Differentiate RSV From COVID-19

Differentiate RSV From COVID-19

Proper coding for respiratory infections in infants and children is in the details.

These days, many might assume that if a child suddenly develops a fever and cough, COVID-19 is to blame. But a surge in cases of respiratory syncytial virus (RSV) throughout 2021 — particularly in kids — has made it hard to know for sure. So how can you tell RSV from COVID-19? Here’s what you need to know to understand and code these illnesses and associated conditions.

Coronavirus vs. RSV

COVID-19 and RSV are highly contagious respiratory infections caused by viruses: COVID-19 by SARS-CoV-2 virus and RSV by respiratory syncytial virus. Symptoms can be very similar and overlap each other. Both can cause fevers, coughing, shortness of breath, runny nose, sore throat, and headaches. But RSV does not have some of the gastrointestinal symptoms, such as vomiting, diarrhea, and abdominal pain, seen in children with COVID-19.

RSV is a highly contagious lower respiratory tract infection that is most common in young children, especially premature infants and children who have an underlying lung disease, heart disease, or a compromised immune system. Furthermore, infants and children with severe underlying cardiopulmonary disease (e.g., bronchopulmonary dysplasia, cystic fibrosis, interstitial lung disease, or hemodynamically significant congenital heart disease) are at high risk for complications. Infants with any of the following characteristics are candidates for prophylactic palivizumab:

  • Hemodynamically significant heart disease
  • Chronic lung disease of prematurity (prematurity defined as younger than 32 weeks and zero days of gestation)
  • Infants born before 29 weeks of gestation who are younger than 12 months at the start of the RSV season, which is generally in the fall, although seasonality may vary by geography
  • Very young infants (younger than three months) and infants born at less than 32 weeks of gestation, as they are at higher risk for severe disease

Signs and symptoms indicative of RSV:

Infants may present with:

  • Short, shallow, and rapid breathing
  • Struggling to breathe
  • Cough
  • Poor feeding
  • Unusual tiredness
  • Irritability

Children typically have:

  • Congested or runny nose
  • Dry cough
  • Low-grade fever
  • Sore throat
  • Sneezing
  • Headache

Symptoms that are indicative of RSV infection generally appear four to six days after exposure to the virus. Documentation of suspected cases needs to be clear so the correct symptom codes can be captured.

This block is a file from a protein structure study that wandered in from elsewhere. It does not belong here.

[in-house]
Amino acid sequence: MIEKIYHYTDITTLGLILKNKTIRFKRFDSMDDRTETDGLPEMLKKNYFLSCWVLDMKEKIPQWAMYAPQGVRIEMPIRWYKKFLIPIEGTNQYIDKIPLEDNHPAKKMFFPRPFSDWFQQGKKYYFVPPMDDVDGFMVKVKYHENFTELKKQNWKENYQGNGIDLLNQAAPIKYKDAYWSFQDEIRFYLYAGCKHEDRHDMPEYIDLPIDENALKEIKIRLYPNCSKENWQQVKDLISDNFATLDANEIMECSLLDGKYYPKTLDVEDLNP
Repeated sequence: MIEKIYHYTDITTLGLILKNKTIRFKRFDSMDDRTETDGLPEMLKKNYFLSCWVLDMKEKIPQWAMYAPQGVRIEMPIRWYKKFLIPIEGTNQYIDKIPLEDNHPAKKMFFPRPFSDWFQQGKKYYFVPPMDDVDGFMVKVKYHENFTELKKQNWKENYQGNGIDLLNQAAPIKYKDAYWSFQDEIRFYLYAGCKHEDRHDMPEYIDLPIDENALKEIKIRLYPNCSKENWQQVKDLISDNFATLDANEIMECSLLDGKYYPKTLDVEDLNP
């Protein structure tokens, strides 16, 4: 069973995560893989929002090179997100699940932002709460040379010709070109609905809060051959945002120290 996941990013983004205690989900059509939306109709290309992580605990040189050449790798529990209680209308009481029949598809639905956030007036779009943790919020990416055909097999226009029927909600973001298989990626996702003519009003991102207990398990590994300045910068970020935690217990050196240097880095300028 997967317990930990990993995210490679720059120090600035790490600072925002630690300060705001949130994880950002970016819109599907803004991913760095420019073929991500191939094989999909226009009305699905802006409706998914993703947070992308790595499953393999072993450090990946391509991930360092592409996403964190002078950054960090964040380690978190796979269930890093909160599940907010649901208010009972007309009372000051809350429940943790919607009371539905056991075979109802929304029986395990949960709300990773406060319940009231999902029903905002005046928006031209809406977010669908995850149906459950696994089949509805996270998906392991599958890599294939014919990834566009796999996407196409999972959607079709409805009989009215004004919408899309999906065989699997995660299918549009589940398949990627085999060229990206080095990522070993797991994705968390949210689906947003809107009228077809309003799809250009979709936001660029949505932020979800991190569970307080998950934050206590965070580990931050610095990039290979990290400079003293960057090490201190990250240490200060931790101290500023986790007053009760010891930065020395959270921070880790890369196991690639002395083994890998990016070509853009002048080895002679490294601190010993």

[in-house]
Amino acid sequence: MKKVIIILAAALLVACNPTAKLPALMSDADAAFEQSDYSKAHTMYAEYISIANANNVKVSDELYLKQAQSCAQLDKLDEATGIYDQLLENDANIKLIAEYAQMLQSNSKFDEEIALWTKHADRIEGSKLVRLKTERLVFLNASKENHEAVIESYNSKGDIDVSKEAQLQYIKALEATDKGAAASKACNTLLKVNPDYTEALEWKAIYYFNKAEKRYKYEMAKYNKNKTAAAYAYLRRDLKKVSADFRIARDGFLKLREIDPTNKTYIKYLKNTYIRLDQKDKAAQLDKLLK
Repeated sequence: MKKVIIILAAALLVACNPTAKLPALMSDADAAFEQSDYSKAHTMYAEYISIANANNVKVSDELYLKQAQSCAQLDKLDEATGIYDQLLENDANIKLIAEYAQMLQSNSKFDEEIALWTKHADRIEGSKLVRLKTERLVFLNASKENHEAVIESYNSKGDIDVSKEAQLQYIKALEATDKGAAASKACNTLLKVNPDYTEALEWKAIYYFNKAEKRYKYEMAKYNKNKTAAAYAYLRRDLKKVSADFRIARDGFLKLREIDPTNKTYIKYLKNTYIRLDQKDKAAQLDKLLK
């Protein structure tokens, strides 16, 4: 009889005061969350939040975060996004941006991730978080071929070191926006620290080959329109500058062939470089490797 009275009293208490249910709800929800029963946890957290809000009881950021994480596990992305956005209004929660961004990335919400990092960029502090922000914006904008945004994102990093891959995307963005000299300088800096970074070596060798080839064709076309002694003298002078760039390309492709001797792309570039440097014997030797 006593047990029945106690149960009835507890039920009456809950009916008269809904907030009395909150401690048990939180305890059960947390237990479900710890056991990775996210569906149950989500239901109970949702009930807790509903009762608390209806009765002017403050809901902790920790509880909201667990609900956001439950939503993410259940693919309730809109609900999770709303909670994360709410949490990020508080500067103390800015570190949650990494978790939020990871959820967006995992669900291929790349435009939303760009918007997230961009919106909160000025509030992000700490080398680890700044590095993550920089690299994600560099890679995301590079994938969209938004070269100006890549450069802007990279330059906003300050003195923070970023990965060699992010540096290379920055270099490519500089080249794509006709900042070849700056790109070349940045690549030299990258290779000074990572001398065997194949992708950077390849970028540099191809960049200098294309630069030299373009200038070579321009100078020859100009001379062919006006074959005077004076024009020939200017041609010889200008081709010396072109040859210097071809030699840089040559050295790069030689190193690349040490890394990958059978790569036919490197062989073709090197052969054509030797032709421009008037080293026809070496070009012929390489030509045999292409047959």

Children and infants with COVID-19 may present with a range of symptoms including:

  • Fever/chills
  • Cough that becomes productive
  • Changes in the skin such as discolored areas on the feet and hands
  • Sore throat
  • Gastrointestinal symptoms such as nausea, vomiting, abdominal pain, or diarrhea
  • Muscle aches and pain
  • Extreme fatigue
  • New loss of taste or smell
  • New severe headache
  • New nasal congestion

Again, documentation needs to be clear for suspected cases so the correct symptom codes can be captured.

Documentation Matters

The reason why documentation is so important for both of these respiratory viruses is that both have lasting effects in infants and children. Some epidemiological data suggest that RSV infection in the first three years of life is associated with long-term respiratory morbidities such as recurrent wheezing and asthma, decreased lung function, and possible allergic sensitization.

Related research on infants and children with COVID-19 suggests the presence of long-term symptoms such as tiredness, fatigue, headaches, trouble sleeping, trouble concentrating, muscle and joint pain, and coughing. These conditions can affect a child’s daily ability to function normally. To keep track of the patient’s history, chart documentation should include a list of these signs and symptoms to help with correct diagnosis and care management.

Coding Considerations

Coding for RSV may include B97.4 Respiratory syncytial virus as the cause of diseases classified elsewhere. You are instructed to code first related disorders such as otitis media (H65.-) or upper respiratory infection (J06.9). There is an Excludes1 note for acute bronchiolitis due to RSV (J21.0), acute bronchitis due to RSV (J20.5), and RSV pneumonia (J12.1).

ICD-10-CM code U07.1 COVID-19 is used to report current and confirmed coronavirus infection. Use additional codes to identify manifestations such as pneumonia due to SARS-associated coronavirus (J12.81) or pneumonia due to COVID-19 (J12.82).

For acute bronchitis due to COVID-19, report U07.1 and J20.8 Acute bronchitis due to other specified organisms. For COVID-19 associated with lower respiratory infection, report U07.1 and J22 Unspecified acute lower respiratory infection. Report acute respiratory distress syndrome (ARDS) due to COVID-19 with U07.1 and J80 Acute respiratory distress syndrome. Report acute respiratory failure due to COVID-19 with U07.1 and J96.0- Acute respiratory failure.

Clinical Documentation Must Be Specific

Clinical clarification is key when reporting RSV and COVID-19. Documenting cases confirmed by testing should be clear in the medical record for accurate reporting. If a diagnosis has not been confirmed, all signs and symptoms should be reported to the highest level of specificity. Our goal as healthcare business professionals is to work with our providers to educate them on the importance of clear and specific documentation of these types of viruses to ensure proper reporting and treatment of the patient.







Shontia Leon-Guerrero
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Shontia Leon-Guerrero, CPC, CEMC, CEDC, CPC-I, has more than 15 years of experience in coding and HCC auditing. She is a QCDI coding specialist and owner of Nascent Education & Healthcare Service.

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